This story is part of, CNET’s coverage of the push and pull to manufacture more products in the USA.
Asheville, North Carolina, a city of about 90,000 in the Blue Ridge Mountains, is a cultural hub, packed with dozens of art galleries and a thriving local music scene with venues that attract acts from around the world. So if there’s a pairing of a company and a community that works better than Moog Music and Asheville, I don’t know what it could be.
Asheville has been called one of America’s greatest music cities, and Moog wouldn’t dream of moving anywhere else. “We’ve really taken on a character of the town,” says Mike Adams, president of Moog Music, a 20-year veteran of the storied synthesizer company. “There’s a great music scene here, and there’s a lot of very artistic people. I would say 70% of the people that work here are musicians — it’s a really natural fit.”
Moog’s high-end boutique synthesizers run from around $1,200 to $9,000 or more. Founded in New York in 1953 by Robert Moog (pronounced “moag”), its instruments ushered in the era of electronic music, and have been used by everyone from Trent Reznor to Donna Summer, from The Beatles to the Beastie Boys. Today the factory where its 170 employees work looks more like a mad scientist’s music lab than an assembly line. And there’s a good reason: Each synthesizer takes dozens of hours each to build, all right in Asheville.
“Nothing we make has an off-the-shelf component to it,” Adams says. “And that’s part of the beauty.”
For Moog Music, making its legendary synthesizers by hand couldn’t happen anywhere else
See all photos
Founder Bob Moog moved to Asheville in 1978, and the company has been making synths here since 1994. Its ability to attract the unique mix of musical know-how and the technical skills required to assemble the synths is another reason Moog is staying put. Adams mentions at least two current employees who drove to Asheville, prepared to live out of their vans until they could somehow get hired at the company.
“We obviously have to attract and recruit specific engineering talent,” he says. “But there’s a lot of people [here] that have just always loved what Moog is about and what it stands for.”
Playing through the pandemic
Despite a premium product line and fiercely loyal customers, Moog faces a lot of the same manufacturing challenges as other businesses around the world. “Supply, supply, supply.”
“We just can’t get enough parts to keep up with the production,” Adams says. “We’ve been hurt by the extraordinary expense that it’s taken to bring in material that’s cost us an arm and a leg.”
The supply chain problems stem from the COVID-19 pandemic, which hasn’t left the rarified world of hand-assembled synthesizers untouched. While Moog instruments are built in the USA, critical internal components come from China, which leaves this company in the same difficult situation as so many others. Factory shutdowns and slowdowns around the world have left some components in short supply, driving up prices, while international cargo shipping is struggling to catch up on missed 2020 deliveries. It’s a version of the same problem plaguing phone manufacturers and carmakers. It’s the same reason you still can’t buy a. Even the price of the wood used on the outer shells of retro-looking Moogs has skyrocketed.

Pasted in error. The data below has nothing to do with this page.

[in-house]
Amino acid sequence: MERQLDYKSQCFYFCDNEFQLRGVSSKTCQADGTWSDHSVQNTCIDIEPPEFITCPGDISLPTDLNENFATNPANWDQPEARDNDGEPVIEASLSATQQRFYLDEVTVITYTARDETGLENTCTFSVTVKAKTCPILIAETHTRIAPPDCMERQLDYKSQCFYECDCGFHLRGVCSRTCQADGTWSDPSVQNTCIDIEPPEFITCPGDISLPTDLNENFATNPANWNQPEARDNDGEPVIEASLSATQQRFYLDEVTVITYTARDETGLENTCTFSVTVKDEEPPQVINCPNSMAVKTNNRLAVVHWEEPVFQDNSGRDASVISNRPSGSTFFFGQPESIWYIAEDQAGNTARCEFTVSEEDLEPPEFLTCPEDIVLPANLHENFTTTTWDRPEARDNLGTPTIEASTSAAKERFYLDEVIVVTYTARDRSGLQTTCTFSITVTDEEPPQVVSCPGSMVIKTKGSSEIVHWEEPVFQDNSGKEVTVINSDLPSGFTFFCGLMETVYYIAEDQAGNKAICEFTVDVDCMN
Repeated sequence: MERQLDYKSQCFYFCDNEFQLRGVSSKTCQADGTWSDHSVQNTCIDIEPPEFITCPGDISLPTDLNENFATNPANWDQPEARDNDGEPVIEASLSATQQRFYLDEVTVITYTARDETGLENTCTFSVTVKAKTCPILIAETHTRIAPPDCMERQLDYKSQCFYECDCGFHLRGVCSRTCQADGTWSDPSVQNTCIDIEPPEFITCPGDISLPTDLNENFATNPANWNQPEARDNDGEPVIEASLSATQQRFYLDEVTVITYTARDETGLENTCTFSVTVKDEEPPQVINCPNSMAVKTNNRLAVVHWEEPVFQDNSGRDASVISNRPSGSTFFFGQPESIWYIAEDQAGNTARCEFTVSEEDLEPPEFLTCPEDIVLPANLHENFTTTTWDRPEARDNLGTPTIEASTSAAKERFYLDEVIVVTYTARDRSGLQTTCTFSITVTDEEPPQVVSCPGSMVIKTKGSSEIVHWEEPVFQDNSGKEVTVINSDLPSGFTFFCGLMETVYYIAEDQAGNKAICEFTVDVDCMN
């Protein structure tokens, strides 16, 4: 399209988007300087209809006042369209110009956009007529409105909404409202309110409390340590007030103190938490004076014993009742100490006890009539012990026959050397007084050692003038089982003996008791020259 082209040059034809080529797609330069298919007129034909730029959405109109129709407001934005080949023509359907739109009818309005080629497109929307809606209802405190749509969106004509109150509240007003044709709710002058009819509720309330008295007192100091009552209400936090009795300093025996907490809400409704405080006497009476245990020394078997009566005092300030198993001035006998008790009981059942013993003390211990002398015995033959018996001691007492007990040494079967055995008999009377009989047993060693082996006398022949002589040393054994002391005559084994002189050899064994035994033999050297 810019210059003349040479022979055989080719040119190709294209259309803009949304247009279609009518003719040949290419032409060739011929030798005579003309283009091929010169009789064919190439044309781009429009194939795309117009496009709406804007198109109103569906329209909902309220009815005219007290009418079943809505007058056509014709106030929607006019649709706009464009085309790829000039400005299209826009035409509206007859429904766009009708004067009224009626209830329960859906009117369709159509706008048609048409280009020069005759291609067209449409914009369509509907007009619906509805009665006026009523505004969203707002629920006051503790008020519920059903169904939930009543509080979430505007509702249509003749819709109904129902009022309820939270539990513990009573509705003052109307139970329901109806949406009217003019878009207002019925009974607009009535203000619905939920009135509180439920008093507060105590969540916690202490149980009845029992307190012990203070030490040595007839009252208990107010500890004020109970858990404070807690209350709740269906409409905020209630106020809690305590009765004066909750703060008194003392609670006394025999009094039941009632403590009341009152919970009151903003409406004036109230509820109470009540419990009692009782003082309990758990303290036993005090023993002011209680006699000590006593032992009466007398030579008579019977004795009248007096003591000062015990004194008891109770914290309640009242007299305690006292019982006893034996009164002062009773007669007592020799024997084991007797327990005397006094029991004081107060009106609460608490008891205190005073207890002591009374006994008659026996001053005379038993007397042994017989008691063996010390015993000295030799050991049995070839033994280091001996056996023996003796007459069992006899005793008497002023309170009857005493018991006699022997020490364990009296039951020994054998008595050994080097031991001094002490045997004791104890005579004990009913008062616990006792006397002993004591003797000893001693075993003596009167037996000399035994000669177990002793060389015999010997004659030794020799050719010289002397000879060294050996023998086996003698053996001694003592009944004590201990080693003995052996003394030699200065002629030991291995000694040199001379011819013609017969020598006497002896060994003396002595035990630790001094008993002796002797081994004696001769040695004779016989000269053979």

“Our business is really handcuffed by our suppliers and the ability to get anything from plastic to metal to electronic components to printed circuit boards,” says Adams.”The reasons for that range from anything from raw materials shortages to climate change to COVID to just a huge spike in demand for certain products.”
But there’s something of a pandemic silver lining for a company like Moog, too. Spending more time at home, those with the means to do so took the opportunity to invest in hobbies and creative pursuits that mattered to them. And by not spending money on travel or entertainment, some spent more than they normally would on things like premium music gear.
“People did the cocooning, and they wanted better gear because they’re spending so much more time with it,” says Joe Richardson, Moog’s chief marketing officer. “Our instruments lend themselves very well to folks creating music on their own. There was so little performing going on, so synthesizers make for a great way to discover and go exploring to satisfy that creative need.”
Despite the supply chain and pandemic challenges, the company says it has sold twice as many of its flagship (read: $9,000) Moog One synths as expected so far in 2021.
“It’s a really strong statement that people are willing to invest in quality,” Richardson says, adding, “Nobody buys a Moog because it’s inexpensive.”
The handcrafted look of a Moog, and the unique factory where the instruments are built and tested, are all part of the brand’s mystique. CNET photographer Sarah Tew took a tour of Moog’s Asheville headquarters. Follow along with her to see everything from vintage synths to testing stations to a display case of rare prototypes. And when you’re in Asheville, you can take a mini tour (more extensive tours are suspended due to the pandemic) and browse the company store and a showroom. A separate “Moogseum” nearby is run by the Bob Moog Foundation, named after the company founder, who died in 2005.